Originally Posted by suzbmwhnd
Always drive in the highest gear, 5th if possible and lowest RPM, without lugging the engine for best fuel econony, environmental, pollution, safety, engine perservation and wear. PERIOD!
In my opinion, you are NOT saving fuel, and certainly not preserving the engine! The LT engine fuel efficiency range is certainly not when you have far higher throttle openings to get the same power to the drivetrain than you would in a lower gear. Anything below 3,000 rpm is not being kind to this engine at all. Crank and rod bearings work better when the surface speed where the crank journal meets the bearing surface is rather high, creating the "shear" pressure in the oil film necessary to insure the two surfaces never meet.
In large V-twins where RPM is never very high, the bearing journals are much larger in diameter to acheive a decent oil shear surface speed at lower RPM. The bearing journals on most high rpm performance engines are kept as small as possible to still be strong enough to handle the forces involved. If too large, the oil shear forces grow to a level at high RPM that can detract from the power produced. This engineering is quite involved, and a LOT of testing is done to produce the configurations that will deliver the best performance/reliability over the range of power the engine is designed for. Running either greatly above OR below the design range is counterproductive, in power, economy, AND reliablility. If you always keep the RPM low, you are likely reducing the bearing life of the engine. High throttle openings at low RPM can be more damaging to an engine than high RPM.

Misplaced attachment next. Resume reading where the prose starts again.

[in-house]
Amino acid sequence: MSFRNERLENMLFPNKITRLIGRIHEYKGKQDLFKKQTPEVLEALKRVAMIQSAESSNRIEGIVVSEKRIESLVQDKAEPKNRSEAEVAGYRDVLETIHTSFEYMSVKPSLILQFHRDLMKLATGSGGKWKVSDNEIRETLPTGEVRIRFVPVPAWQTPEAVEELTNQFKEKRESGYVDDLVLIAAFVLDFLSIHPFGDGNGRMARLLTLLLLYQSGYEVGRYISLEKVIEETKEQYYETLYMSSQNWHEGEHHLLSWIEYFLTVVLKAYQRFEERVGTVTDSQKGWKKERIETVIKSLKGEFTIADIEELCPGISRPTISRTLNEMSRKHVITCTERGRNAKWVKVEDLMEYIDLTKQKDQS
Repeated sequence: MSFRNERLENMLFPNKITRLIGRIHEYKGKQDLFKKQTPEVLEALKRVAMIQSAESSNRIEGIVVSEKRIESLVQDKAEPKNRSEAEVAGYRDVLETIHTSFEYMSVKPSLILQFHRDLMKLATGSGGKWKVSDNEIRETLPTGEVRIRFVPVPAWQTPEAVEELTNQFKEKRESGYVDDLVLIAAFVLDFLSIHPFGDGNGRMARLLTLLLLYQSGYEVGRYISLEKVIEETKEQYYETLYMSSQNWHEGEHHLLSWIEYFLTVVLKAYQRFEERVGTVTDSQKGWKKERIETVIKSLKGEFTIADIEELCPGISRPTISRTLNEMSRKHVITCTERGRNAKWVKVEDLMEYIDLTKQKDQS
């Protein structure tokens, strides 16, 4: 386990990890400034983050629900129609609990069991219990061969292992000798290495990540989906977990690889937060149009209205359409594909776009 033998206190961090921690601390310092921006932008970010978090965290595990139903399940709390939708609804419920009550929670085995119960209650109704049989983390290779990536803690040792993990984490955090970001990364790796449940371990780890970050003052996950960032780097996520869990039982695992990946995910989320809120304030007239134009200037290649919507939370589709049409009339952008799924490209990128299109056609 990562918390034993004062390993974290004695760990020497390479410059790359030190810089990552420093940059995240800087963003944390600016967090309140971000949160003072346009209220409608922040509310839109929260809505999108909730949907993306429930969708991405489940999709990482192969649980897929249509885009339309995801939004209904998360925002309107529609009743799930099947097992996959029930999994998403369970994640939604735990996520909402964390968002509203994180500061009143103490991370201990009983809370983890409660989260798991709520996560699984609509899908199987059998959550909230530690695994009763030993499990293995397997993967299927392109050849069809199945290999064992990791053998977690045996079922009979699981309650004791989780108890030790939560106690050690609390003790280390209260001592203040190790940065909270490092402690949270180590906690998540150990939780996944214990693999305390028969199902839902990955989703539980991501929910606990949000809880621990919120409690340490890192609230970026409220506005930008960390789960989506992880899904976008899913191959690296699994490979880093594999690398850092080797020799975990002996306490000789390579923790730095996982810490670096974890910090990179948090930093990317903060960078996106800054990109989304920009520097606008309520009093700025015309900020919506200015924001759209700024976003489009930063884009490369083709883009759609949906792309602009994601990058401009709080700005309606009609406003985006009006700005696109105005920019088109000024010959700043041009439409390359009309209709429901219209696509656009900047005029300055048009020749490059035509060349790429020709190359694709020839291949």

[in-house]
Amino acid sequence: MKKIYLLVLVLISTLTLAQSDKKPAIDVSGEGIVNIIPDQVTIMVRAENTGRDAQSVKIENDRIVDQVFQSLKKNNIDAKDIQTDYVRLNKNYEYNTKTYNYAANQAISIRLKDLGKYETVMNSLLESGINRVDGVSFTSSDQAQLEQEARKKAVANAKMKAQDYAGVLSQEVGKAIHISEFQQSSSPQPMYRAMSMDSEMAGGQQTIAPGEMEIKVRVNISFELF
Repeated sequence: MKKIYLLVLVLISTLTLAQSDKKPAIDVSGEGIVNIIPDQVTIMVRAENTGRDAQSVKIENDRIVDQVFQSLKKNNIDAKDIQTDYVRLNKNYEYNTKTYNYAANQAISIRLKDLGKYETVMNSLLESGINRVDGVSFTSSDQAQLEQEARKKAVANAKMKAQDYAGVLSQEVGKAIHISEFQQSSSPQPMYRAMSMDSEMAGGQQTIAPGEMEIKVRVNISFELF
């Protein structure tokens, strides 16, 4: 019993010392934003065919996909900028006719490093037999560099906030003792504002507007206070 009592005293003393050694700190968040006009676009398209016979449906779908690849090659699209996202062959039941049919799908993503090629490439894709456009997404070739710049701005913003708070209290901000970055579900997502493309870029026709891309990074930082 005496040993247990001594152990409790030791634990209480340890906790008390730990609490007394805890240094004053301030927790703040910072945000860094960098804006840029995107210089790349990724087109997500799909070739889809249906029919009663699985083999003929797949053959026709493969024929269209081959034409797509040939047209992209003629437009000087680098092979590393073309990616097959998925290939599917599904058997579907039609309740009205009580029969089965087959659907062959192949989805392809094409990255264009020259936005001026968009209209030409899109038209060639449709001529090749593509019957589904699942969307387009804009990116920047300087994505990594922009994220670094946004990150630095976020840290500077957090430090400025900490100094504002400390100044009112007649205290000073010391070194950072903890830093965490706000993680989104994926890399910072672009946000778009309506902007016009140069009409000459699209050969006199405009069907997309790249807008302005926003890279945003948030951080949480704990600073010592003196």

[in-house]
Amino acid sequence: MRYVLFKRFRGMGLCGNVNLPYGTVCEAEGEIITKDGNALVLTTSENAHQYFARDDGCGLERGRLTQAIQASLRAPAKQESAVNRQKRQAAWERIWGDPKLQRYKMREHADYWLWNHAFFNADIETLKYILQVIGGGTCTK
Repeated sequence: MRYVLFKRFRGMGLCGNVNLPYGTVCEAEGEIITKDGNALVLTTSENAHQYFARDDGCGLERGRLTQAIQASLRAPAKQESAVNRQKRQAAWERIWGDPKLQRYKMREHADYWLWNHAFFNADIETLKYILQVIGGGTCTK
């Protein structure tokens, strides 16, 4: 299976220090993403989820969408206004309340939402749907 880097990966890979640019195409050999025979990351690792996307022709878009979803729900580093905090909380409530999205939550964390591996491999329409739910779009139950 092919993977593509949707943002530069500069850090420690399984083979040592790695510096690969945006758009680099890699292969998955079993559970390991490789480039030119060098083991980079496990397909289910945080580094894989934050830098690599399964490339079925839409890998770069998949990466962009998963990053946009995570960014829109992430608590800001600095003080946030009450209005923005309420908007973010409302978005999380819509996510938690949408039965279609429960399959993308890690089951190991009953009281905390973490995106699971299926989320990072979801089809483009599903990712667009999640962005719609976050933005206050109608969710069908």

I tried to never let my LT drop below 3,000 RPM, and normally kept it between 3,500 and 7,000, and when just cruising around shifted around 4,500-5000, so that it did not drop below 3,000-3,500 after the shift.
Have you never experienced the power band of the engine above 5,500? That is where the fat lady really loves to sing.